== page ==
Parenting During a Pandemic
Remember back when I was saying I'd found my Nirvana doing part-time work? I'm half laughing, half crying at the memory ...
It was soon after that post that a Friday the 13th in March came along and threw the biggest monkey wrench we've ever seen into our lives -- halting our happy little routines for our kids' schooling, how we worked, and cancelling every plan we had scribbled onto our calendars.
I scroll through my phone's pictures and am still in shock at how quickly things changed. Just the Wednesday night before everything turned upside down, I had visited my daughter's school for a showcase event in which I got a chance to tour her classroom. The room was jam packed with her classmates as well as other parents, siblings, and a few grandparents. I got a chance to snap a few pictures of of my kiddo being hugged by her two kindergarten teachers and walk around, touching just about every surface there was without any thoughts regarding what germs might be hanging out there. And then we stood (less than six inches!) away from one another, waiting in a long line to get shave ice from a food truck.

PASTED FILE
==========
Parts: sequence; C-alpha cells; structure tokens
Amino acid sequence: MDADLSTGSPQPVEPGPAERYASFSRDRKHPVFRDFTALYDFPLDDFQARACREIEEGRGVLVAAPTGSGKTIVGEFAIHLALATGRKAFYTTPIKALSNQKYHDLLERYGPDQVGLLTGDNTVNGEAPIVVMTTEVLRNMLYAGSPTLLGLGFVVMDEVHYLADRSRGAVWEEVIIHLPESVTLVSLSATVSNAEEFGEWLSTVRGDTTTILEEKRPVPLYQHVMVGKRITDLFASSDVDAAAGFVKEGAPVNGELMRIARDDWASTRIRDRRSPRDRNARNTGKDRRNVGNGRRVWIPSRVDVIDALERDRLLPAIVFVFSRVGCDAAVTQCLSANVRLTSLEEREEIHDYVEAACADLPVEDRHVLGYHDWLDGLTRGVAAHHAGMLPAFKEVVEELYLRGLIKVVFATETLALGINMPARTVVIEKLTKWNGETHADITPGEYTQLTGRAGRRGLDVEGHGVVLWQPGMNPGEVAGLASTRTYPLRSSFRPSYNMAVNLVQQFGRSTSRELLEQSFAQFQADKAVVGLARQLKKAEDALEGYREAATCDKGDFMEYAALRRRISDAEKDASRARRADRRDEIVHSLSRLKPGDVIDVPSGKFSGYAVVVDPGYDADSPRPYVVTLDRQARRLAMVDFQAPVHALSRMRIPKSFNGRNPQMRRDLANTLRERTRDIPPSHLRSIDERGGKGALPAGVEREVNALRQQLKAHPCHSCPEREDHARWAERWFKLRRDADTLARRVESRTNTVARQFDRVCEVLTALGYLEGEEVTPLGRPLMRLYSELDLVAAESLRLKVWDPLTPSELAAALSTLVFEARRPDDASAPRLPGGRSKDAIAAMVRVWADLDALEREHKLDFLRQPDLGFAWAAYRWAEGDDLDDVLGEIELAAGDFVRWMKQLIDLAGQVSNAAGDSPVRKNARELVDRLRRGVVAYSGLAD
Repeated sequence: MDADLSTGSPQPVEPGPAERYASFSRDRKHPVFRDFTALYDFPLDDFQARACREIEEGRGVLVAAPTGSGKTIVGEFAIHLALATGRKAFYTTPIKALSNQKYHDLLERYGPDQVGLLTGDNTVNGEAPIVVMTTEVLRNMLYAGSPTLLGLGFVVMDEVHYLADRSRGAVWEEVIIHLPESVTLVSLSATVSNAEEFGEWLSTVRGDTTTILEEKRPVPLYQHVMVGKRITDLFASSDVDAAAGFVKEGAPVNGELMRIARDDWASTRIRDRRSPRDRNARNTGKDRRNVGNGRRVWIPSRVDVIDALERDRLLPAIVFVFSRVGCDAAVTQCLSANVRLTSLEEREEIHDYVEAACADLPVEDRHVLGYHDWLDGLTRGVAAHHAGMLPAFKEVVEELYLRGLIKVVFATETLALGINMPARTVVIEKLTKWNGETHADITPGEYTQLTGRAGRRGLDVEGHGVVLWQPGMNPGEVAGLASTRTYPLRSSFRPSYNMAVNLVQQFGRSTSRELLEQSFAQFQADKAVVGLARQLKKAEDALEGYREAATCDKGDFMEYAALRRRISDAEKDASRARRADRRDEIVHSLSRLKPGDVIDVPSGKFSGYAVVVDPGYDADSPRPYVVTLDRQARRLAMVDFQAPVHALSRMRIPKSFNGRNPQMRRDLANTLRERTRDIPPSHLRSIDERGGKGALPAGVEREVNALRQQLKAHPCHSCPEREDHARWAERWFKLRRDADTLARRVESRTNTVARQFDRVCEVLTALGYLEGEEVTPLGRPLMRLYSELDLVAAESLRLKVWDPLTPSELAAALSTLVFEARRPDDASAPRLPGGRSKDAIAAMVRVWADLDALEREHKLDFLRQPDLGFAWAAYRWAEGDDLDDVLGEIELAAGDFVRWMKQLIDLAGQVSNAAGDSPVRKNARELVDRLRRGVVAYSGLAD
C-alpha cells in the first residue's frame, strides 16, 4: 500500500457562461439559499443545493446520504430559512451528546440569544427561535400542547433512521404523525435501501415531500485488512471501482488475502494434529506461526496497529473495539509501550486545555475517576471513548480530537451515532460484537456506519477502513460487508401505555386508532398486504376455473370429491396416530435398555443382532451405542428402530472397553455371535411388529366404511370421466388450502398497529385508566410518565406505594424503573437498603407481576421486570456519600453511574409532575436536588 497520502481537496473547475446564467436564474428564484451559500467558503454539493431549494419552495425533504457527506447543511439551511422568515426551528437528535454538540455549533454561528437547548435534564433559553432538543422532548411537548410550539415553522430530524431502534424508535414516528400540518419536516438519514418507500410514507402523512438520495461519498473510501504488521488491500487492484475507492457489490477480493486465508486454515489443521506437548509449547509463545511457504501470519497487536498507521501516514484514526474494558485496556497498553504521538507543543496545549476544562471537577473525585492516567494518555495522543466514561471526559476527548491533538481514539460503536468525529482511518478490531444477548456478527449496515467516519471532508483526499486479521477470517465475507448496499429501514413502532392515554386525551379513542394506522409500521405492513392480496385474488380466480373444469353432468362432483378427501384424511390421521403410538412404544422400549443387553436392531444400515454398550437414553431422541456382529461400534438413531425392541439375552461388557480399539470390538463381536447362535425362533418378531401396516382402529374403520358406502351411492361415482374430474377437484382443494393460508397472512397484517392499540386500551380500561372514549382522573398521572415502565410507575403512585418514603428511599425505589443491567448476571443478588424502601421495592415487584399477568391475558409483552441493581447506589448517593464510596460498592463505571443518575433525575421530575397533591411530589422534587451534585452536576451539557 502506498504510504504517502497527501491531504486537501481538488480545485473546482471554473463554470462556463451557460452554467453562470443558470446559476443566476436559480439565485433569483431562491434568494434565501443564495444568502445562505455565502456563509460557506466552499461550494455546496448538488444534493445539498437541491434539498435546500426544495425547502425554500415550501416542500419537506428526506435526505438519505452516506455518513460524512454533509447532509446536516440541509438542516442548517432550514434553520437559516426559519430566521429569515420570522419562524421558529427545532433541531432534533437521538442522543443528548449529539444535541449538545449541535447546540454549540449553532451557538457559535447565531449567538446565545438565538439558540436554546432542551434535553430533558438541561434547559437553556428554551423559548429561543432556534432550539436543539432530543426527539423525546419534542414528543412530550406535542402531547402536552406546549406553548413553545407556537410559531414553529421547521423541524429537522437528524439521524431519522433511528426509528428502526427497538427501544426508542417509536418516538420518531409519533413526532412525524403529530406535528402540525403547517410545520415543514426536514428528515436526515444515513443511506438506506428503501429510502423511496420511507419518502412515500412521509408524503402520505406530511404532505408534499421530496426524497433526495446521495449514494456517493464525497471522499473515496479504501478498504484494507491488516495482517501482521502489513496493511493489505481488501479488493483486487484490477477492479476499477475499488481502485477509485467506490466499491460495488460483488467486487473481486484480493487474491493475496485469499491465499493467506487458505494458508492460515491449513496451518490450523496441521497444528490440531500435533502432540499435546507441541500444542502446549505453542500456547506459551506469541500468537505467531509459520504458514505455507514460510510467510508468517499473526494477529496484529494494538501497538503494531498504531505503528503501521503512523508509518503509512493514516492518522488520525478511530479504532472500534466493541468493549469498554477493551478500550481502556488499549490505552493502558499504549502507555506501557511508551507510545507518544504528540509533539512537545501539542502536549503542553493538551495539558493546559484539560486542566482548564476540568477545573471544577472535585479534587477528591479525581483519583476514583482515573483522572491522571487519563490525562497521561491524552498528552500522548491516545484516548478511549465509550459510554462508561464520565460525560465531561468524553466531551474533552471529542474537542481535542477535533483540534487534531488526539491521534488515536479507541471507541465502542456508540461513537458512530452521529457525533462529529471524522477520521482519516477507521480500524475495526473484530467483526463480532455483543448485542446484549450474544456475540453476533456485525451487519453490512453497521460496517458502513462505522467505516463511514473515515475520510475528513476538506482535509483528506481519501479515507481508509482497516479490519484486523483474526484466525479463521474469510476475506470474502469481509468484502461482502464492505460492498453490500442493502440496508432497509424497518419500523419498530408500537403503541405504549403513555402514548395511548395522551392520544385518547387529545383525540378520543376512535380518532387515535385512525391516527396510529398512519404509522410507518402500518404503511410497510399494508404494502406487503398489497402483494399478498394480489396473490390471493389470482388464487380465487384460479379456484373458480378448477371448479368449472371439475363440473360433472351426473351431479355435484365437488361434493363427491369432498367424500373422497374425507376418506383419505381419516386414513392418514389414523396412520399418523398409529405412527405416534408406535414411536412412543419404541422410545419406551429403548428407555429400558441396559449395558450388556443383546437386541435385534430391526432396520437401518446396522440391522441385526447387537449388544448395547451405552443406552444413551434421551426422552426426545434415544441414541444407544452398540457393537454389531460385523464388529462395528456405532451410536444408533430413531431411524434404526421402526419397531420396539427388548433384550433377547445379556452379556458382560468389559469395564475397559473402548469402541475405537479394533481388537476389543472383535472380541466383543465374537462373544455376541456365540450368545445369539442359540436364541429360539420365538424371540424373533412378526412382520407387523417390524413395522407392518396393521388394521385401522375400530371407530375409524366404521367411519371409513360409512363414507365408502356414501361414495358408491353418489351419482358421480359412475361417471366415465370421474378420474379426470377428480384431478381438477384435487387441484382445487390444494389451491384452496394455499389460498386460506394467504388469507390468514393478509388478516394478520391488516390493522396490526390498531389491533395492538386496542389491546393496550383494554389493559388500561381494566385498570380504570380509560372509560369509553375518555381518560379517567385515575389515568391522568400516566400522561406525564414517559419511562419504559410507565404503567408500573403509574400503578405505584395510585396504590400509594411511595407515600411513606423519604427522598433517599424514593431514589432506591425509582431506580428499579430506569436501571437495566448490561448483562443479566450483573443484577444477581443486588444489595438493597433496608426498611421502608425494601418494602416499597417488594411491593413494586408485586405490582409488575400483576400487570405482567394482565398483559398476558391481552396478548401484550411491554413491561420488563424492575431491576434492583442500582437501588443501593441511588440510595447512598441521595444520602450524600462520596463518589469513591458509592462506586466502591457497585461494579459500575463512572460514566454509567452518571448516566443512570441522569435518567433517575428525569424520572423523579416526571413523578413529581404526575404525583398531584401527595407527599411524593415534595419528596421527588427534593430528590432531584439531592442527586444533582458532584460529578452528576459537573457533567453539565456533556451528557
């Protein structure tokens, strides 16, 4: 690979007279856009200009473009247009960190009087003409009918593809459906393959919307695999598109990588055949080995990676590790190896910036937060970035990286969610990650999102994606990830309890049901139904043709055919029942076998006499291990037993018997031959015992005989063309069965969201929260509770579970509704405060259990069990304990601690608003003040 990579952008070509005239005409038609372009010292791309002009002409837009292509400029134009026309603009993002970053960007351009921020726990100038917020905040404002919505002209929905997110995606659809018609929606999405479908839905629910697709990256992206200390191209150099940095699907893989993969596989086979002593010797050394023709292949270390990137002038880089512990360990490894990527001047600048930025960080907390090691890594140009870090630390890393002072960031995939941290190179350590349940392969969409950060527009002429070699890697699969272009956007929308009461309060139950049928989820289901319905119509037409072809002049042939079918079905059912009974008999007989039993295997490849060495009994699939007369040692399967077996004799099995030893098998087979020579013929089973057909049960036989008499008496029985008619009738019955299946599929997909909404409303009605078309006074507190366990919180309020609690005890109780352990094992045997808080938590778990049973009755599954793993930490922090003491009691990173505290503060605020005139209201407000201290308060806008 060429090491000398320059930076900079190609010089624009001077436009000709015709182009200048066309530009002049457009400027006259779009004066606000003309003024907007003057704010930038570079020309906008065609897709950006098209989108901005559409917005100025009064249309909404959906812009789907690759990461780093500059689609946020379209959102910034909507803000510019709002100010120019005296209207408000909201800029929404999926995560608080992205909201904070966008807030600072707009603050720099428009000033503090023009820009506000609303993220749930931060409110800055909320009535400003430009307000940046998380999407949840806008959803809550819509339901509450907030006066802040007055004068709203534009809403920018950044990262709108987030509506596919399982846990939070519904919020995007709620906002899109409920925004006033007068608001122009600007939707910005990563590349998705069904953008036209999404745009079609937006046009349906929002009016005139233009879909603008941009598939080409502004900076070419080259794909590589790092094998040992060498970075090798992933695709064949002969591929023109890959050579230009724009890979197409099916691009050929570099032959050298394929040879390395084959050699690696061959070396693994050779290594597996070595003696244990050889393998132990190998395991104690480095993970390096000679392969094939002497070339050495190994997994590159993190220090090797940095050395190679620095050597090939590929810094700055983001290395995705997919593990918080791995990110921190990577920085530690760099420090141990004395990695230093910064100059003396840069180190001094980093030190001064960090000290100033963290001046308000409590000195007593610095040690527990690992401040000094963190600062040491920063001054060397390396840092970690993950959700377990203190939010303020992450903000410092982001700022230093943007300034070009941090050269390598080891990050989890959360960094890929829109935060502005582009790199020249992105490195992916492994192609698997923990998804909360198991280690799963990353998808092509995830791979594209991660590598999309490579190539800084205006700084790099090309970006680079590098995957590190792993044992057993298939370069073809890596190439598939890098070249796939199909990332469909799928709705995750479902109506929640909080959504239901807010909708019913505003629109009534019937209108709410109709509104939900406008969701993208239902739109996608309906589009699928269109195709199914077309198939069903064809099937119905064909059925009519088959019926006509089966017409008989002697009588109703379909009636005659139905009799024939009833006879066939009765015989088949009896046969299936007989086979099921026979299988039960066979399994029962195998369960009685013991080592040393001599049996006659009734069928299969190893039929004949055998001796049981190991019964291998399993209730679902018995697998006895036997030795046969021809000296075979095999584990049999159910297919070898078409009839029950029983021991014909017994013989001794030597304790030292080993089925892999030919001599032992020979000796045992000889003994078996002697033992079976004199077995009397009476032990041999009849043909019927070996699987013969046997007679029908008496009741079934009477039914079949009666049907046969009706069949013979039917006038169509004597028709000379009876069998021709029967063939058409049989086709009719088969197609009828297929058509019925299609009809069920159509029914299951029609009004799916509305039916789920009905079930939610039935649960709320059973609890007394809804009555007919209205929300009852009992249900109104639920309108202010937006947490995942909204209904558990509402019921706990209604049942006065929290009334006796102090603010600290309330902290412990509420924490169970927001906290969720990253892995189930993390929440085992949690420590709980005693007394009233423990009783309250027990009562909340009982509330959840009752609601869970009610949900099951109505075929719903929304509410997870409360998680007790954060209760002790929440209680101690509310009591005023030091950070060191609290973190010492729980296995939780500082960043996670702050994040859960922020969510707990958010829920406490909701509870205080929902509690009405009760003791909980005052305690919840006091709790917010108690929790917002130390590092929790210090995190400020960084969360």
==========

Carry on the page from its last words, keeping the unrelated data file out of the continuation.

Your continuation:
Living our normal life and then ... BAM!
Deserted streets and rules for how to walk around the lake.
What transpired over the next few weeks seems like a bad dream. Though I was just a temp, my employer was amazing and granted permission for me to continue on in my role from my home. And my boss and co-workers were extremely understanding that my daughter's new distance learning situation took priority. Like what so many moms out there have experienced, it made for some interesting working hours and a few days where my child had to occupy herself for a few hours at a time while Mommy met a specific deadline or had several virtual meetings to attend. (Let's just say any screen time limits I'd been hoping to put in place before COVID-19 became laughable while the mom guilt skyrocketed.)